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What is “Searcher Intent” and How to Match It?

Keywords are the building blocks of any digital marketing and SEO strategy. After all, it is the best way to bring in a wider audience to your website. But are just finding good and high-ranking keywords enough? No, there’s more to it than finding popular keywords. You also need to look at the search intent of your audience.

But what does one mean by ‘searcher intent’? Let’s find about it.

What is Search Intent?

Search intent is the reason behind any search. In short, it is ‘why’ people search for something. Do they want to buy something? Or get some information? Or simply visit a website? The question is ‘why’ will someone search for a specific term. And that’s what searcher intent is.

Let’s take an example of ‘house painting’ to understand this concept a bit more. If someone types ‘house painting’ in the Google search bar, what would they be looking for:

  • Are they looking for a painting service provider to paint their house?
  • Are they looking for a DIY tutorial and tips to paint their house?
  • Are they looking for a painting for their house?
  • Are they looking for a painting of a house?

That’s why it is important to know and understand the intent of the person behind a specific keyword or term search. Without that, you may end up simply targeting the wrong keyword.

Why does Searcher Intent Matters?

I have been talking about search intent and related keywords, but you would be thinking how exactly does that matter, right? Let’s take another example to understand this concept.

If someone is looking for living room table designs and searches ‘coffee table’, Google will provide them with related results. But if you are optimising for this keyword and offering information related to tables for a coffee machine, it won’t work. Why? Because Google is smart and has invested millions of dollars in understanding search intent to offer searches that are related to the term they enter.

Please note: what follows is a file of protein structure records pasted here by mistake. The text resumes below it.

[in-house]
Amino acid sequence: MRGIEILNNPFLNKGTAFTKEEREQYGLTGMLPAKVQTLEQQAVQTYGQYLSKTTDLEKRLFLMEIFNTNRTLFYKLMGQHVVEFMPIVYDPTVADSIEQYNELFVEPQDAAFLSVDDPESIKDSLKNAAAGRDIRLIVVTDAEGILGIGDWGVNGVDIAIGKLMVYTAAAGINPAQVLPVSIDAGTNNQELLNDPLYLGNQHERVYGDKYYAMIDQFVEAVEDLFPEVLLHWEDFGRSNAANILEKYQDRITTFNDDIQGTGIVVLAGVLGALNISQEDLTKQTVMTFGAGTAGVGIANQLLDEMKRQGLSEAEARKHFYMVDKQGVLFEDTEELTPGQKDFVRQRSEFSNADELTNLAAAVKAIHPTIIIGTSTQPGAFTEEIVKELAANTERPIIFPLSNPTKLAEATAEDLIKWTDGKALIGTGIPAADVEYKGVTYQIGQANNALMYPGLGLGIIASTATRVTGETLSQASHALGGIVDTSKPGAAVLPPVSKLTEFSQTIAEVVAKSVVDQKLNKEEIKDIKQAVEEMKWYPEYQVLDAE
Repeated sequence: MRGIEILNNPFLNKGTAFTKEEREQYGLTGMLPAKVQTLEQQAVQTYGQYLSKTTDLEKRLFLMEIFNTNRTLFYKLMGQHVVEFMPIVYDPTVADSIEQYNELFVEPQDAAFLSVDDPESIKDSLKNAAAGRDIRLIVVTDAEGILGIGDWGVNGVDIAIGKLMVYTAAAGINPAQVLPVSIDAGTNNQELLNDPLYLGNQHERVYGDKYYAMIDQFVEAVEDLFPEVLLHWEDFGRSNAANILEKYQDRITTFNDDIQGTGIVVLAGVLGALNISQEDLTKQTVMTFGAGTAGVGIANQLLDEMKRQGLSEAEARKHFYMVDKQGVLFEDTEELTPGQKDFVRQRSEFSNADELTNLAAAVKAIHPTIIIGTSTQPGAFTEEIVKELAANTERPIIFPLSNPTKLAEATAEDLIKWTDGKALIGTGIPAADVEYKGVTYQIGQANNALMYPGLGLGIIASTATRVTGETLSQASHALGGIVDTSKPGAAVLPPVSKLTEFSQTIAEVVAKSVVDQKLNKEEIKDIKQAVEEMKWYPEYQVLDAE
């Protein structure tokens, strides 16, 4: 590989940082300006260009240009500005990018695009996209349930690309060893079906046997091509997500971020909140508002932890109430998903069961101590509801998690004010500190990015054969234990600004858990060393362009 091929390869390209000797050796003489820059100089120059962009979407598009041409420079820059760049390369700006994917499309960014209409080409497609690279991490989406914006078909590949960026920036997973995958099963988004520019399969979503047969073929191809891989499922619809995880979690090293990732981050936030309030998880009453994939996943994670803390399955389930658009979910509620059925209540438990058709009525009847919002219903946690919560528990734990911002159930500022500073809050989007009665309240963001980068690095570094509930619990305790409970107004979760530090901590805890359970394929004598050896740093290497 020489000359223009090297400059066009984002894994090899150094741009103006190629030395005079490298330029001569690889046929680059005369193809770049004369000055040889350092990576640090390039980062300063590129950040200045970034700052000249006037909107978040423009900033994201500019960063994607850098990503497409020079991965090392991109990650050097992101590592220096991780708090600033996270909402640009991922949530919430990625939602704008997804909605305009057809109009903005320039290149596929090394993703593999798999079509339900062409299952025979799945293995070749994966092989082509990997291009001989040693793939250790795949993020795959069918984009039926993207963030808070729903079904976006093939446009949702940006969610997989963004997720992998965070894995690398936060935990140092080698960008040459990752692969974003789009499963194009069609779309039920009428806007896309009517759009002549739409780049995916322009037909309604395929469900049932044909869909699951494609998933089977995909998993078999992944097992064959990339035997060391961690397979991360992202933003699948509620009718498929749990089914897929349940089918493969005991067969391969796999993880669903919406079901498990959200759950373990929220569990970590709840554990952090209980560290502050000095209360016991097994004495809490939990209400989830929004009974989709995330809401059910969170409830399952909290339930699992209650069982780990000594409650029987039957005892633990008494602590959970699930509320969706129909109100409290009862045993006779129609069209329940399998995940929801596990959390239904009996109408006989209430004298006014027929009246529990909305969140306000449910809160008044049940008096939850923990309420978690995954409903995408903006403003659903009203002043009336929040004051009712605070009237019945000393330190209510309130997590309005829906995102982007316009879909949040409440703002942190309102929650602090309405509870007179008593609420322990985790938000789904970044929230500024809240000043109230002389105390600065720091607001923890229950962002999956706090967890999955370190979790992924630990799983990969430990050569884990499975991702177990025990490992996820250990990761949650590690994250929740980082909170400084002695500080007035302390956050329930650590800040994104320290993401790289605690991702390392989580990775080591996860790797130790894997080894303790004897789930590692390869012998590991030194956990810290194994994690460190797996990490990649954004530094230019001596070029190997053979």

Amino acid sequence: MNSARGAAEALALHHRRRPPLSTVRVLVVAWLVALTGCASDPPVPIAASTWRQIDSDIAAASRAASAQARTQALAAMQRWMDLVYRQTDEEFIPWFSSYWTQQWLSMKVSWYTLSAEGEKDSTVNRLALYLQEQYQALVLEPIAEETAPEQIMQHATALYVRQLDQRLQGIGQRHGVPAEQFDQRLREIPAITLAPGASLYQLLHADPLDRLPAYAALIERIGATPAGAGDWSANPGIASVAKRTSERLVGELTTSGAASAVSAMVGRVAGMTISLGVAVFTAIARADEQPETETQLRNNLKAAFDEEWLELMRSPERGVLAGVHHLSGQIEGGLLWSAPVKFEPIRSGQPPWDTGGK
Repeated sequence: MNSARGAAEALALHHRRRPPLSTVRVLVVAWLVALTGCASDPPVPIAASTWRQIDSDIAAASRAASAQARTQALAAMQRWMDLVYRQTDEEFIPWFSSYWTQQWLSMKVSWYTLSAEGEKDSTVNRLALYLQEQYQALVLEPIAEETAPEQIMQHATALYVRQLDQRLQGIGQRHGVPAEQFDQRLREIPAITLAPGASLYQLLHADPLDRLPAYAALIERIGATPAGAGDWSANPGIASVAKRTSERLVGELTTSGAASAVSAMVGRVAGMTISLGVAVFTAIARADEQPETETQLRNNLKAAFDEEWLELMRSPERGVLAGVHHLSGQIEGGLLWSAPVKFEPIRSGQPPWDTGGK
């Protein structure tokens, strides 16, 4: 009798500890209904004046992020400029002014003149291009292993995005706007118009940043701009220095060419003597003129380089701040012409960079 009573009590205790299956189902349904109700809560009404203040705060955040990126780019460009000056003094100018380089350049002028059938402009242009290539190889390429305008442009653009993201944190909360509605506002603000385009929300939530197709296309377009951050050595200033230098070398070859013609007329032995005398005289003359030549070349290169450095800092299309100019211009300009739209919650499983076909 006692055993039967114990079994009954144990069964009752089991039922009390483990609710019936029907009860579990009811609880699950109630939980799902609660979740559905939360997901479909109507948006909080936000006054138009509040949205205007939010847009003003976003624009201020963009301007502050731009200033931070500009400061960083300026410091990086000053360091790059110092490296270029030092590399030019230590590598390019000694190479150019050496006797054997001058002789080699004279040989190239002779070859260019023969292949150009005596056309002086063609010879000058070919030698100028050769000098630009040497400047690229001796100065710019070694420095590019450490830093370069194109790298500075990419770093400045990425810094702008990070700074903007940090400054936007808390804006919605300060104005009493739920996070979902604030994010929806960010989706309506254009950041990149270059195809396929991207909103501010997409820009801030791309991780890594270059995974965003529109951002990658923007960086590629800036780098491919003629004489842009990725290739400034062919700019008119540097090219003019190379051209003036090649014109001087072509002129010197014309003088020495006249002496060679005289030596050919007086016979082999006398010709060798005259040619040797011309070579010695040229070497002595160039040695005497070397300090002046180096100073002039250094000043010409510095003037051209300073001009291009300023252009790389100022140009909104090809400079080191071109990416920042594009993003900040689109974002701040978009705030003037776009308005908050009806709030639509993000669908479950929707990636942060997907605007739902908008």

So, how will Google know about it? If someone searches for a term and lands on your page but leaves the page immediately, Google will know that either the content is not up to the mark or not related to what the visitor was looking for. In short, the more the bounce rate, the less the relevance with the target keyword.

So, it is important to know what most people mean when they search for a particular term. Without understanding search intent, you may be simply targeting the wrong keyword or offering the wrong information.

But how will you find out? Is there any tool to tell you about the searcher’s intent? Unfortunately, there isn’t. But there is definitely a process to follow that can offer you a pretty good idea.

Before we jump into the process, let’s learn more about the intention or motivation behind searching for a keyword.

Types of Search Intent

You can’t exactly know the reason behind a search, but at least you can categorise them into three broad categories. The three primary types of search intent are informational, navigational, and transactional.

1. Informational

These are the queries where people are looking to know more about something or gain knowledge. You can often see people using words like ‘how to’, ‘why’, ‘what’ or similar question-related keywords. But it isn’t always the case, people may also ask questions without forming a question (call them lazy or a unique talent).

Some examples of informational searches are:

  • Who is the president of India?
  • What is dropshipping?
  • IPL
  • Live scores
  • HTML 5

2. Navigational

These are the queries where people are looking for a specific website. In short, they already know where they want to go. But it easier and quicker to Google it rather than entering the company URL. Or sometimes just looking for the specific brand URL as they are unsure of it.

Some examples of navigational searches are:

  • Facebook
  • Amazon.in
  • Ahrefs content explorer
  • LinkedIn login

3. Transactional

These are the queries where people are specifically looking to buy a product or a service. In short, they are in buying mode and already know everything about the product. Now, they just want to find a place from where they can buy it. Most of the commercial keywords will fall under this category. 

Some examples of navigational searches are:

  • Buy iPhone 12
  • Laptop for sale
  • Cheapest spa near me
  • Where to buy vitamin C moisturiser

You can also add one more category to these main three types (or at least experts do it) – commercial investigation. These are the queries where people are looking for more information related to a product. These can be comparisons or reviews. This is the step just before people intend to buy or before a transactional query. In short, this is the stage where people are still in the research stage but they have an intent to buy.

Optimize for Search Intent